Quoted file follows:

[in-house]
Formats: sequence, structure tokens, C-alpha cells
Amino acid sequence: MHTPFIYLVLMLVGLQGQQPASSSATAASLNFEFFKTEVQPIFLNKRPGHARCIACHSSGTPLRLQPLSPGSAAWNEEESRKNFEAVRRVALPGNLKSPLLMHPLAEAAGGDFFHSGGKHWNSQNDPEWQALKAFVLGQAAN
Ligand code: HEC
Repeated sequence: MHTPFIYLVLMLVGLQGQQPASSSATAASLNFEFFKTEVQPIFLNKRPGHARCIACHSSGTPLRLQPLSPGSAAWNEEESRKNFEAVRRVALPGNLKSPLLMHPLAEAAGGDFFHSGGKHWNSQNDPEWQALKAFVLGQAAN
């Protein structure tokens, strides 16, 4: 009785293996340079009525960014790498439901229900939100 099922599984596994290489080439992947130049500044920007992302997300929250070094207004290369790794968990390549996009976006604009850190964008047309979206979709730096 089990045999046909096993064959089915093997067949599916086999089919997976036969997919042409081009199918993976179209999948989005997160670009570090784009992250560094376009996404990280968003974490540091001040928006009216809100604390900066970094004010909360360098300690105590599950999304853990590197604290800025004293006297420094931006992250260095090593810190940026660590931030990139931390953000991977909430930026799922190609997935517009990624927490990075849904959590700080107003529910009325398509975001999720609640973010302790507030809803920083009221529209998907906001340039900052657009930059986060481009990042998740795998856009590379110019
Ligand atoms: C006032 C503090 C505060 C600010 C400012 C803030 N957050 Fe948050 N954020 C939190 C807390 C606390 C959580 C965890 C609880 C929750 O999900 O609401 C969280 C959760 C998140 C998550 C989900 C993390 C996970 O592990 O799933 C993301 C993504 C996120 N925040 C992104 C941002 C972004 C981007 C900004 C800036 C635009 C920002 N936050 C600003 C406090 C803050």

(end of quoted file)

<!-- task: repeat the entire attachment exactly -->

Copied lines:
[in-house]
Formats: sequence, structure tokens, C-alpha cells
Amino acid sequence: MHTPFIYLVLMLVGLQGQQPASSSATAASLNFEFFKTEVQPIFLNKRPGHARCIACHSSGTPLRLQPLSPGSAAWNEEESRKNFEAVRRVALPGNLKSPLLMHPLAEAAGGDFFHSGGKHWNSQNDPEWQALKAFVLGQAAN
Ligand code: HEC
Repeated sequence: MHTPFIYLVLMLVGLQGQQPASSSATAASLNFEFFKTEVQPIFLNKRPGHARCIACHSSGTPLRLQPLSPGSAAWNEEESRKNFEAVRRVALPGNLKSPLLMHPLAEAAGGDFFHSGGKHWNSQNDPEWQALKAFVLGQAAN
């Protein structure tokens, strides 16, 4: 009785293996340079009525960014790498439901229900939100 099922599984596994290489080439992947130049500044920007992302997300929250070094207004290369790794968990390549996009976006604009850190964008047309979206979709730096 089990045999046909096993064959089915093997067949599916086999089919997976036969997919042409081009199918993976179209999948989005997160670009570090784009992250560094376009996404990280968003974490540091001040928006009216809100604390900066970094004010909360360098300690105590599950999304853990590197604290800025004293006297420094931006992250260095090593810190940026660590931030990139931390953000991977909430930026799922190609997935517009990624927490990075849904959590700080107003529910009325398509975001999720609640973010302790507030809803920083009221529209998907906001340039900052657009930059986060481009990042998740795998856009590379110019
Ligand atoms: C006032 C503090 C505060 C600010 C400012 C803030 N957050 Fe948050 N954020 C939190 C807390 C606390 C959580 C965890 C609880 C929750 O999900 O609401 C969280 C959760 C998140 C998550 C989900 C993390 C996970 O592990 O799933 C993301 C993504 C996120 N925040 C992104 C941002 C972004 C981007 C900004 C800036 C635009 C920002 N936050 C600003 C406090 C803050």